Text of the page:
One of the biggest questions surrounding the upcoming G20 Leaders’ Summit in Buenos Aires is whether attending heads of state will reach enough consensus to produce a communiqué.
However, the Sherpa of the Civil 20 anti-corruption working group, María Emilia Berazategui, argues there is a prior hurdle the G20 has to clear before making any further commitments: enforcing the existing ones.
In an interview with The Bubble on the lead up to the C20’s last annual meeting, to take place in Paris on October 8 and 9, Berazategui also highlighted the work done by the engagement group throughout the year, indicated that even though corruption could tend to be associated with Latin America, it’s an endemic problem throughout the world.
She also analyzed the massive corruption scandal locally known as the “notebooks case” that has sent shockwaves across Argentina’s political spectrum.
Berazategui began by saying that even though “the G20 has been making all the right noises” and has made “several commitments that address the major issues concerning corruption, it’s time to start putting them into practice.”
“Enough speeches have been made, now we believe that it’s time for the G20 to act and we have been calling them to do so throughout the year and especially in our summit,” she said.
On the one hand, she explained, when C20 representatives meet with their G20 counterparts, “they ask us many questions and, in some cases, we are already seeing improvements on some areas. However, the C20 was not able to have access all meetings or all working groups. This is something that, from the civil society perspective, we really want to see an improvement on.”
With regards to the C20 in particular, Berazategui said she was satisfied with the work done by the engagement group this year: “We managed to have good policy recommendations that were delivered to the G20 since day one. We did not wait until our C20 policy pack was ready to start telling the G20 leaders what we wanted for them,” she said”
Besides anti-corruption, the C20 held working groups on issues such as climate; education; gender; investment and sustainable development, among others. Each one of them outlined its own recommendations to the G20, which can be found in this policy pack.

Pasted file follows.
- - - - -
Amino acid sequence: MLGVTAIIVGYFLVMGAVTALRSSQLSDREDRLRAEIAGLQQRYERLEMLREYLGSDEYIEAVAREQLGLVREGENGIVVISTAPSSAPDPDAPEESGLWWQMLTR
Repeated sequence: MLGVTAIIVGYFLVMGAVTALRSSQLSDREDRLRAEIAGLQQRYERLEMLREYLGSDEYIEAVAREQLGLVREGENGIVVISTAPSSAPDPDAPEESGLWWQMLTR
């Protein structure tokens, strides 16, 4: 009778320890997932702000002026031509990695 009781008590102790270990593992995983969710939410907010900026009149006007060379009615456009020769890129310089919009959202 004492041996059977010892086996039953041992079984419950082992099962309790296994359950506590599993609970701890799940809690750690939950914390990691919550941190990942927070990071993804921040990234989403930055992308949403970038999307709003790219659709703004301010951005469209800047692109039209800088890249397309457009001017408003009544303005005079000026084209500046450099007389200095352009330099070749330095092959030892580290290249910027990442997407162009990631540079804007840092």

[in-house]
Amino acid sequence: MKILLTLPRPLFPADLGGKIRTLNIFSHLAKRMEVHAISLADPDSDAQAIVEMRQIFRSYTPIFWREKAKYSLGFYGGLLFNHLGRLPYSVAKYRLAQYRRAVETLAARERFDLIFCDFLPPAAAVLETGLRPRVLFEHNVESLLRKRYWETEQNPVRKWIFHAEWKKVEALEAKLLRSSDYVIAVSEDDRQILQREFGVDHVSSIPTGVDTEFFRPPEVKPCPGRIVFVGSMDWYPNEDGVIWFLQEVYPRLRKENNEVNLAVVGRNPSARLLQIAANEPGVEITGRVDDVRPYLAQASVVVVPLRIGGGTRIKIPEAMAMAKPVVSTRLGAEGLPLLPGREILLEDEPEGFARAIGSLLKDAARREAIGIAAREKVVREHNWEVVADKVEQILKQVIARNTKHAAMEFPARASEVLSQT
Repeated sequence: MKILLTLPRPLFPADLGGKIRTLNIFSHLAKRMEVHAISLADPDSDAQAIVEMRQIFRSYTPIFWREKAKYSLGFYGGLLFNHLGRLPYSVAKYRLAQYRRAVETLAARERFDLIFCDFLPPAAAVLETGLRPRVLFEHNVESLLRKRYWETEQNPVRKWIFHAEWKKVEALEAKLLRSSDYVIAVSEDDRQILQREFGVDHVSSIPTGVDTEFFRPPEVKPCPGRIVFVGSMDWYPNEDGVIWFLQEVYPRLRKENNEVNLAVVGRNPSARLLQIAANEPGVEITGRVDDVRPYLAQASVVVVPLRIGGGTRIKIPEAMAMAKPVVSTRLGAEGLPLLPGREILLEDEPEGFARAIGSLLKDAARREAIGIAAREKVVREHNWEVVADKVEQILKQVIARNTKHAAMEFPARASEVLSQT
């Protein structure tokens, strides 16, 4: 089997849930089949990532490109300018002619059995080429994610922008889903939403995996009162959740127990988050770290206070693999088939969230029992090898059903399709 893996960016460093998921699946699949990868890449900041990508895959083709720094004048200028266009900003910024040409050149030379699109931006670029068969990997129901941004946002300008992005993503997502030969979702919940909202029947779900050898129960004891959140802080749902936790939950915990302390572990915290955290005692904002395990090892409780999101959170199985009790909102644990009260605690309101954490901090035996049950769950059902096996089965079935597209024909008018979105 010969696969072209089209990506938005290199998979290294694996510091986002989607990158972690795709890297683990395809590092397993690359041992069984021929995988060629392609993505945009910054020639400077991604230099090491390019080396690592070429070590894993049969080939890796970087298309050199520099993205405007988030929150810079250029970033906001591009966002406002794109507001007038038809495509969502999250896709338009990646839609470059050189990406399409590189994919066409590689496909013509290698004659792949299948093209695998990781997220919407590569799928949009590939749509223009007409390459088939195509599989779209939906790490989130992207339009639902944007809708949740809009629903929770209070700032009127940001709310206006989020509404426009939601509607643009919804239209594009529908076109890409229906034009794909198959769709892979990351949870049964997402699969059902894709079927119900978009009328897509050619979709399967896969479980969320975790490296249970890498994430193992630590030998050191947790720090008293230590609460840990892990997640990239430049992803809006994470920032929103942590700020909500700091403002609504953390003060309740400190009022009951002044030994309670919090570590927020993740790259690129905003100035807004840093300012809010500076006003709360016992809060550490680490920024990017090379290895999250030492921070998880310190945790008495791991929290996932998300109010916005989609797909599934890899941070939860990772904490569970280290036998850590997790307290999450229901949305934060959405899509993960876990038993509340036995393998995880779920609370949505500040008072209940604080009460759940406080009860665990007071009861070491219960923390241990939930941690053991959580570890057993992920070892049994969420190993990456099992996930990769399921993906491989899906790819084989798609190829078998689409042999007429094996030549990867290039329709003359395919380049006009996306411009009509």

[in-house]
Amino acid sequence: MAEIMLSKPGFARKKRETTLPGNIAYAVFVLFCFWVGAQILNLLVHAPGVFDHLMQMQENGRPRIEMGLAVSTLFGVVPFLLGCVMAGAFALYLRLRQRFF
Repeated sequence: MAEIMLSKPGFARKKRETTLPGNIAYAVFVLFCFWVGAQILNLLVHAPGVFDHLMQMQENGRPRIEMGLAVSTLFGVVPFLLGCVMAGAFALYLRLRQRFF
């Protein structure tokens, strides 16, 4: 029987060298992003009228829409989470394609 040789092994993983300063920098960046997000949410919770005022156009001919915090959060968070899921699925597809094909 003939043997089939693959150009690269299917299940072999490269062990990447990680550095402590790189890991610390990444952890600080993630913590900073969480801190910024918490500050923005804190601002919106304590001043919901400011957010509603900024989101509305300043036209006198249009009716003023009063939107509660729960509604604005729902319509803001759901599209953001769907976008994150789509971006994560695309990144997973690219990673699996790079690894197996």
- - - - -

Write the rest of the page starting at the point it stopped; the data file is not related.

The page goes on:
Moreover, she highlighted the fact that for the first time in history, the C20 had a specific gender working group, “where civil societies organizations from all over the globe debated on gender issues that were later presented to the G20.
“The group analyzed, for instance, the differentiated impact that corruption has on women. Corruption affects women and vulnerable communities the most: for instance, from civil society we believe it’s time for the G20 countries to recognize and address ‘sextortion‘ as a specific case of corruption that affects women. We also believe it is extremely important to start having this aggregate data on gender issues because otherwise it’s very difficult to understand the impact that corruption [has] on women.”
Berazategui emphasized on the fact that this year, the C20 and the B20 were able to release two joint statements on anti-corruption matters: one focused on calling leaders to implement anti-corruption commitments through the development of national strategies, while the other one had to do with con state owned enterprises. “We asked all G20 countries to request companies that partake in public tenders to publish their beneficial ownership information because that way, you can prevent conflict of interests, corruption, collusion and you ensure fair play for the private sector,” she explained.
To say corruption is a problem in Argentina would be an understatement so I asked Berazategui about her take on two corruption-related issues that are currently under the limelight: the asset recovery bill and whether the “notebooks scandal” case will be a breaking point in the way the Argentine political landscape deals with corruption.
With regards to the first one, she said the main challenge does not lie on passing the law, but implementing it: “We have many laws but we lack enforcement. Hopefully we will see some progress. Civil society has been waiting for a long time. Of course there are some aspects that could be improved, but we will wait to see what happens in Congress. And if it’s passed, how it’s going to be implemented,” she argued.
As for the “notebooks scandal,” Berazategui assured that “it is a unique opportunity for society to understand how corruption works.”
“It’s also a unique opportunity for the judiciary power to really act. I believe this scandal is unique in the sense that, for the first time, we are seeing the private sector and the government saying ‘well yes, look, we have corruption, and this is the way corruption works in Argentina.’
However, she extrapolated the matter and highlighted that corruption is not only a problem in Argentina, or Latin America, but all over the world, citing the “FIFA” and “Malaysia 1MDB” cases as examples.
“That is why we believe it is crucial to have citizen participation, access to public information, open data standards and beneficial ownership information. It is key to understand which companies are being given public money. We want more transparency so when we talk about infrastructure projects, we can close the door to corruption and conflicts of interest,” she said.
The C20 will have its last meeting next week, but will closely follow the development of the Leaders’ summit and react to the communiqué, should there be one. “We hope to have access to the G20 media center. We will be reading not only the communiqué but also other documents the other working groups will deliver and give our opinion,” Berazategui finished.